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Shares in hoteliers Accor, IHG rise after reported merger interest

PARIS (Reuters) - Shares in France’s Accor rallied on Thursday after Le Figaro newspaper reported it had examined a potential merger with British rival InterContinental Hotels (IHG) that would create the world’s biggest hotel group.

FILE PHOTO: The logo of French hotel operator Accor is seen on top of the company's headquarters in Issy-les-Moulineaux near Paris, France, May 27, 2020. REUTERS/Charles Platiau/File Photo

The hospitality sector has been hit hard by the coronavirus crisis as travel dwindles, forcing many hotel owners to temporarily halt bookings and shore up their finances.

Le Figaro said no formal approach had been made by Accor, which is behind brands such as Ibis and Movenpick, to IHG, which owns Holiday Inn and Crowne Plaza. Based on current prices, a combined firm could have a market value of about $17 billion.

Without citing sources, it added Accor’s management board was in favour of a deal, but Accor chairman and CEO Sebastien Bazin, who had set up an internal taskforce on the matter, was more cautious about moving ahead.

An Accor spokeswoman said the company did not comment on market rumours. IHG declined to comment.

Accor shares were up 1.9%. The company, which faces higher interest payments after it was downgraded to junk status by ratings agency S&P Global earlier this week, has been punished by investors this year, with its shares down over 43% so far.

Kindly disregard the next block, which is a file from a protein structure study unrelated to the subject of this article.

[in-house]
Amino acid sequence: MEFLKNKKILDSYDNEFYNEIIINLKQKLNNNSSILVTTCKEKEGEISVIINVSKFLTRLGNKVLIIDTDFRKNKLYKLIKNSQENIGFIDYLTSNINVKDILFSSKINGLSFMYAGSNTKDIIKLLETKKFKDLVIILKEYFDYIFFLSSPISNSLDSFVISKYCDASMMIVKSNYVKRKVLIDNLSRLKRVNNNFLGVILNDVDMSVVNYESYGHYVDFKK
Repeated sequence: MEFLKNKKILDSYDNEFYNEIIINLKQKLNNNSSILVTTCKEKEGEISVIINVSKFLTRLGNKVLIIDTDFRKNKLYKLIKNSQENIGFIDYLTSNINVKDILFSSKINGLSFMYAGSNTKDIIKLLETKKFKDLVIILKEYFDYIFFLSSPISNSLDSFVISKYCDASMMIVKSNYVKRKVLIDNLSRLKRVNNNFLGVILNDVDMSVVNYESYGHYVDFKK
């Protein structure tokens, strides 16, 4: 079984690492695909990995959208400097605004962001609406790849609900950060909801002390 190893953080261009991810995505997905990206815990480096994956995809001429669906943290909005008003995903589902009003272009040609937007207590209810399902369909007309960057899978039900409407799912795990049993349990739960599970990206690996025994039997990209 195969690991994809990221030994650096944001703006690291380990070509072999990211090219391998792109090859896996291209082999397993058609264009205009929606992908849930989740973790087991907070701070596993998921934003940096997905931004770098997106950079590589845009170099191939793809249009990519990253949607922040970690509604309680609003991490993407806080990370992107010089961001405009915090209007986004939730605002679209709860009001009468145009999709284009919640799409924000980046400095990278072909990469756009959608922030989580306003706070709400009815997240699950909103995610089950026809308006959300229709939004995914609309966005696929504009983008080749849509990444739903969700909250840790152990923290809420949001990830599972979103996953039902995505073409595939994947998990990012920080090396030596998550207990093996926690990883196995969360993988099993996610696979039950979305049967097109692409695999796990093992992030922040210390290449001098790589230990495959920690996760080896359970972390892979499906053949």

Shares in IHG, down around 23% this year, were up 0.35% at 0825 GMT after surging as much as 3.1% in early trading, outperforming a falling FTSE-100 index.

A marriage between the two firms would propel them far ahead of U.S. rival Marriott by number of hotel rooms, with over 1.6 million between the two.

It could also make geographical sense, with Accor and its brands more skewed towards Europe, while IHG has larger operations in the United States and is also growing fast in Greater China.

Both firms have announced job cuts and cost savings plans in recent weeks as they try to cope with the fallout from the pandemic.

Reporting by Sudip Kar-Gupta, Benoit Van Overstraeten, Tanishaa Nadkar and Sarah White; Editing by David Goodman and Mark Potter